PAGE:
I cringe every time I see a spike in my Stats. It doesn’t always happen, but when it does, it usually means that one curious cat got a tad too curious and decided to dig through my dusty archives.
Which is fine, actually. It’s dope. It proves that some people still find this space interesting and it makes me feel a little less alone (shet ang lungkot ko naman?). On the flip side, however, it also means that these people get to see more of my shortcomings as a writer. Exhibit A: my “very sad and very poor” grasp of the English language.
I’m aware of it, and I’m trying to be better at it. My about page says it all: please feel free to judge my grammar mistakes. I apologize for the lapses; I apologize for making y’all cringe.
Now let me digress a little and say that it’s been freezing cold out here. The temperature has been dipping down to -35 ‘C and the roads have been covered in bumpy, slippery ice. I just bought new winter tires in December and my car still skids every three meters or so. Hay, winter.
I used to think that if the Philippines were located closer to the poles, maybe the government would pay more attention to its housing services. Anyone who doesn’t have access to a sufficiently insulated room in the winter will certainly die a Little-Match-Girl death. And with the country’s current urban housing situation, a Philippine winter could spell death for at least half of the metro’s work force.
But soon I realized that, for a country that suffers through typhoons multiple times a year, the Philippines somehow still fails to streamline an efficient (i.e. zero-fatality?) response to these disasters. I know we have scientists and techs who are working on it. I’m aware there are people from non-profit groups who are helping out. I guess what I’m getting at is, snow or no-snow, it probably wouldn’t matter anyway. The people who can afford central heating systems in their mansions wouldn’t care either way.
And since I’m already getting a little discursive in this post (as with most things in this blog), I might as well mention that a few days back, I got a surprise video call from my high school friends. They had a sleepover in D’s place and when they woke up, they figured I’d already be home from work so they phoned me.
It was nice talking to them, of course. D is about to finish med school (she majored in Fine Arts, graduated magna cum laude); G plans to go to an arts fellowship in Indonesia (she’s also an FA girl, also magna cum laude); and R is working on a project for a Mindanao-based non-profit (she was in Art Studies and, yes, also magna cum laude).
So these are the type of people they’ve become, and I suppose y’all would understand if I share that I felt a little distant while talking to them. When we were kids we talked about how “weird” it would be to work from 8 to 5 and to be in somebody else’s employ. Somehow all of them ended up doing the things we once dreamed of — they’re now artists who matter, still as ambitious as when we were 13.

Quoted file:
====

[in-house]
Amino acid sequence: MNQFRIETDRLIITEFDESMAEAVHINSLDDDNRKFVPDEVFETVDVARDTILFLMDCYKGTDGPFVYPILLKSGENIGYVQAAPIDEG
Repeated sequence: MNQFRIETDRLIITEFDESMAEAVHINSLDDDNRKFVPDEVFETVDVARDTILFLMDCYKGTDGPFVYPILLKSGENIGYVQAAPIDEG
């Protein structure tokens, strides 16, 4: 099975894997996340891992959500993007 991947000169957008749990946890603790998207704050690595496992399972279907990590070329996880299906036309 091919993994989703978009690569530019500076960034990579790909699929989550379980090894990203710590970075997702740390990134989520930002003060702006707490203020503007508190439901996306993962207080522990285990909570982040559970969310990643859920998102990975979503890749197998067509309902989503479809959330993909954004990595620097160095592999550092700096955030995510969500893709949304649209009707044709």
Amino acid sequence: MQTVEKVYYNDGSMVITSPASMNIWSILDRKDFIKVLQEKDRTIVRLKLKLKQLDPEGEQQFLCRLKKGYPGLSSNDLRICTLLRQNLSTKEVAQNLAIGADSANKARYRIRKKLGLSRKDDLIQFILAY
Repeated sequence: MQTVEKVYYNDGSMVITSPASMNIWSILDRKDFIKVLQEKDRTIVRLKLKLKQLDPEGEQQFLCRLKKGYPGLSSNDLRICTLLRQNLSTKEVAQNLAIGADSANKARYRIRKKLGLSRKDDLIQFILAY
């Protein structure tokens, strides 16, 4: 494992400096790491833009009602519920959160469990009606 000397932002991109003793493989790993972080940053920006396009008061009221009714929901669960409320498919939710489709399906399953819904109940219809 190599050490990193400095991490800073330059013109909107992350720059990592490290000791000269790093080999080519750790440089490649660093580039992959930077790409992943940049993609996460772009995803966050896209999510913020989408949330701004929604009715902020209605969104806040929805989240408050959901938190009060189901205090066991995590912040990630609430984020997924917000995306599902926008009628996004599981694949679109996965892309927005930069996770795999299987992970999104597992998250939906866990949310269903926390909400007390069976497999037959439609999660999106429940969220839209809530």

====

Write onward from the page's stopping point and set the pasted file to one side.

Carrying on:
I’m not begging for a pat on the back here, kids. I learned early on (thanks to my good friend Frances Ha, charot) that art and passion — sometimes you need a little cushion of privilege to pursue them. My friends are smart and talented, and to say so is already an understatement on its own. They’re that good. But they’re also from well-to-do families, they were never forced to be this-or-that, and they all grew up in households that supported whatever it was they wanted to pursue. They’re just awesome people, and for someone like me to be a part of their lives is a huge mystery that isn’t worth solving. Right?
And I’m doing fine myself, I think. I’ve done a few things that are worth some merit in this merit-crazy world, and my decision to pivot towards a STEM career has so far proven to be a good one. The four years I spent in engineering have maimed my self-esteem, but not once did I ever seriously consider quitting. I see myself growing in this profession, and to be able to say this when almost a decade ago I was so close to failing Math 1 (opo, hindi Math 17, Math 1 lang talaga) — baks, I didn’t just go inside that Room for Improvement. I fucking renovated it.
The only thing that’s pulling me down is the fact that I’m here, that I’m far from everything and from everyone. But I will deal with this later. I know in my heart (charot) that this isn’t bound to last forever (not charot).
The featured image was patterned after the works of Kasiq, a Korea-based fashion illustrator. And because I’m feelingera and I want to give this “piece” a title, I came up with two options: A) Spaghetti Pababa / Spaghetti Pataas or B) Ulong Pugot Nanlalagot. Pili kayo, charot.